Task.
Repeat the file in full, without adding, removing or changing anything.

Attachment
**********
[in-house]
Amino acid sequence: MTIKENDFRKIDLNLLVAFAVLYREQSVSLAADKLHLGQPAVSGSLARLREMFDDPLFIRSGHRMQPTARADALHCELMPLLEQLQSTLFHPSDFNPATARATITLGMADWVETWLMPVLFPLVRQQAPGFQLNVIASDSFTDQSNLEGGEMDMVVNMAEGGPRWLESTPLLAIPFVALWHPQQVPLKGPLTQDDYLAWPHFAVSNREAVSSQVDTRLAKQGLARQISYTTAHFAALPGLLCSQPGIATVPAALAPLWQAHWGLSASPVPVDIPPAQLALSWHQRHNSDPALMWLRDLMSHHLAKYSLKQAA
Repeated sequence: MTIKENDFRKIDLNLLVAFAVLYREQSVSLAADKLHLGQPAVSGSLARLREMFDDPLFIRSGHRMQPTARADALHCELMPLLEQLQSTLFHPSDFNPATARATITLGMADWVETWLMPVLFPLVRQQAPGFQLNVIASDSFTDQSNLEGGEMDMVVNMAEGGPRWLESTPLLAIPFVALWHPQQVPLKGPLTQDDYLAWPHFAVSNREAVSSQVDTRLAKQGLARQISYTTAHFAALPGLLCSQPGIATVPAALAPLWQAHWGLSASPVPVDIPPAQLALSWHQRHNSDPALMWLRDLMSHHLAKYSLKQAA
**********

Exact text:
[in-house]
Amino acid sequence: MTIKENDFRKIDLNLLVAFAVLYREQSVSLAADKLHLGQPAVSGSLARLREMFDDPLFIRSGHRMQPTARADALHCELMPLLEQLQSTLFHPSDFNPATARATITLGMADWVETWLMPVLFPLVRQQAPGFQLNVIASDSFTDQSNLEGGEMDMVVNMAEGGPRWLESTPLLAIPFVALWHPQQVPLKGPLTQDDYLAWPHFAVSNREAVSSQVDTRLAKQGLARQISYTTAHFAALPGLLCSQPGIATVPAALAPLWQAHWGLSASPVPVDIPPAQLALSWHQRHNSDPALMWLRDLMSHHLAKYSLKQAA
Repeated sequence: MTIKENDFRKIDLNLLVAFAVLYREQSVSLAADKLHLGQPAVSGSLARLREMFDDPLFIRSGHRMQPTARADALHCELMPLLEQLQSTLFHPSDFNPATARATITLGMADWVETWLMPVLFPLVRQQAPGFQLNVIASDSFTDQSNLEGGEMDMVVNMAEGGPRWLESTPLLAIPFVALWHPQQVPLKGPLTQDDYLAWPHFAVSNREAVSSQVDTRLAKQGLARQISYTTAHFAALPGLLCSQPGIATVPAALAPLWQAHWGLSASPVPVDIPPAQLALSWHQRHNSDPALMWLRDLMSHHLAKYSLKQAA